Open to Hope recently spoke with Chuck Overton, a Spiritual Director at Caris Healthcare in Knoxville, Tennessee. As a chaplain, Overton has worked closely with grieving families as they learn to navigate life after losing a loved one. One of the biggest hurdles, Overton explains, is “their experience with feeling abandoned.” This can include by God, their spiritual community and of course the loved one who passed.

It’s common to feel isolated from even a well-established spiritual community, whether it’s by their pastor or their close “church friends”—and this abandonment could have threads of truth or not. It’s common for a spiritual community to come together when a member loses a loved one, but it can seem like that support fades away (after all, time heals all wounds, right?). “My first approach is just really get to know them,” Overton says. Sometimes a simple, “Tell me about yourself” can be all it takes to show someone they’re not alone.

A Journey Together

Even though Overton approaches people without bringing up spiritual connections himself, he says that’s usually where the conversations go and he’s not the one leading them there. Plus, Overton says one of the best things he (or anyone) can do is just to let people know he’s available. Listening, especially active listening, is priceless. He recalls many instances when he was told someone didn’t like their pastor because they gave canned responses—however, many pastors don’t deal with death on a very regular basis (surprisingly).

Now, as a hospice chaplain and bereavement specialist, that’s all Overton does. “I deal with death every day,” he says. This has allowed him to listen on “a different level,” and that might be just what grieving families need. He recommends reaching out to a spiritual director during these tough times, starting with the chaplain at the hospice (if applicable). Otherwise, ask around for word of mouth recommendations. Most chaplains are available to anybody in the community—and offer an approach that might be more suited to bereavement counseling.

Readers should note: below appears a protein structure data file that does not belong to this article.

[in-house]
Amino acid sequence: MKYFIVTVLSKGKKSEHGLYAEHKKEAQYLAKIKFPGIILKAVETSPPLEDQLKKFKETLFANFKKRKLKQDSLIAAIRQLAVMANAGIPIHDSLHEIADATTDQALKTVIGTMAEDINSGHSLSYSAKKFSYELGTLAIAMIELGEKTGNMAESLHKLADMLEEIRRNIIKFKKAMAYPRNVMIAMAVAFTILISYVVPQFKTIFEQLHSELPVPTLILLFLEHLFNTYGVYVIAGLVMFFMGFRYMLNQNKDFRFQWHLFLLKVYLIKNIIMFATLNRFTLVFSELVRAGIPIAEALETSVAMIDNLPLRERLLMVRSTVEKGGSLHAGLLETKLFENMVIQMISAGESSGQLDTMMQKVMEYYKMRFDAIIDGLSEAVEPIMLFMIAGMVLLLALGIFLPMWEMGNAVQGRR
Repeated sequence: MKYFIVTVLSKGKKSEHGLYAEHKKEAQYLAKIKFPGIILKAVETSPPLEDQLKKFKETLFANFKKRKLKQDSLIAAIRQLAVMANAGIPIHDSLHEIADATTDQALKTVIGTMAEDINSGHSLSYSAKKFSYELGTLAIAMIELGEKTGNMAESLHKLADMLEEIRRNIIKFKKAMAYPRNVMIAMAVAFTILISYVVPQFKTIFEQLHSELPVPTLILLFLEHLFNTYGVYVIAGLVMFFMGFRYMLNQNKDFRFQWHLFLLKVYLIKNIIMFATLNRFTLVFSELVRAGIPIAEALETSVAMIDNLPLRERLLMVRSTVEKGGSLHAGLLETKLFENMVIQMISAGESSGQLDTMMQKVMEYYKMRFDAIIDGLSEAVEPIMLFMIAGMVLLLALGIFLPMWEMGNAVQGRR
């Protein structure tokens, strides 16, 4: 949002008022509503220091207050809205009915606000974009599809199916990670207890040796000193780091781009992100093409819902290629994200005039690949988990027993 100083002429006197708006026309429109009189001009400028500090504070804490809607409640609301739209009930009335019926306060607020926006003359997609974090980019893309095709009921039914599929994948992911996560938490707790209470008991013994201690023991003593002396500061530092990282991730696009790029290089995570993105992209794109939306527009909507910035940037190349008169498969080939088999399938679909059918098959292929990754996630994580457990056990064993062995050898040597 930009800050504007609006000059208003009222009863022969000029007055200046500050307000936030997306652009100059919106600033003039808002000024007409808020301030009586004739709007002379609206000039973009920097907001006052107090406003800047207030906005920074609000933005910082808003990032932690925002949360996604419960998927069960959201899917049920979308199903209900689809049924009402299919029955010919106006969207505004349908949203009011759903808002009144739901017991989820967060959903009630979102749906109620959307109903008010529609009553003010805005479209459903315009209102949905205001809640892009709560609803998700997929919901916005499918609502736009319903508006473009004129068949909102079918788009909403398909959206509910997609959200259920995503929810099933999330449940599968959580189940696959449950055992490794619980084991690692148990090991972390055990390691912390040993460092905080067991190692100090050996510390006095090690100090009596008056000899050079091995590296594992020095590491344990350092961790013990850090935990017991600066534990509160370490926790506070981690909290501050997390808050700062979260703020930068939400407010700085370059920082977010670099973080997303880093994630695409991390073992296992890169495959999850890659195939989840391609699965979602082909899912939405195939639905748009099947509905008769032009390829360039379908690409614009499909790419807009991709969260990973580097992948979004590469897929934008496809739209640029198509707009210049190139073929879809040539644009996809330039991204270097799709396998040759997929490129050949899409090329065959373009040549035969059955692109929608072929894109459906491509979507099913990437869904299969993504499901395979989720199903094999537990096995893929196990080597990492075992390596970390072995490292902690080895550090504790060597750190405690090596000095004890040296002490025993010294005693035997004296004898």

Neil Chethik

Neil Chethik is an author, speaker and expert specializing in men's lives and family issues. He is the author of two acclaimed books: VoiceMale: What Husbands Really Think About Their Marriages, Their Wives, Sex, Housework and Commitment (Simon & Schuster 2006), and FatherLoss: How Sons of All Ages Come To Terms With the Deaths of Their Dads (Hyperion 2001). Previously, Neil was a staff reporter for the Tallahassee Democrat and San Jose Mercury News, and writer of VoiceMale, the first syndicated column on men's personal lives. His writings have appeared in hundreds of print and web publications. He is currently Writer-in-Residence at the Carnegie Center for Literacy and Learning in Lexington, Ky., where he lives with his wife, Kelly Flood, and son, Evan. Reach Neil at: 121 Arcadia Park Lexington Ky. 40503 859-361-1659 Neil appeared on the radio show “Healing the Grieving Heart” with Dr. Gloria & Dr. Heidi Horsley to discuss “Men and Loss.” To hear Neil being interviewed on this show, click on the following link:

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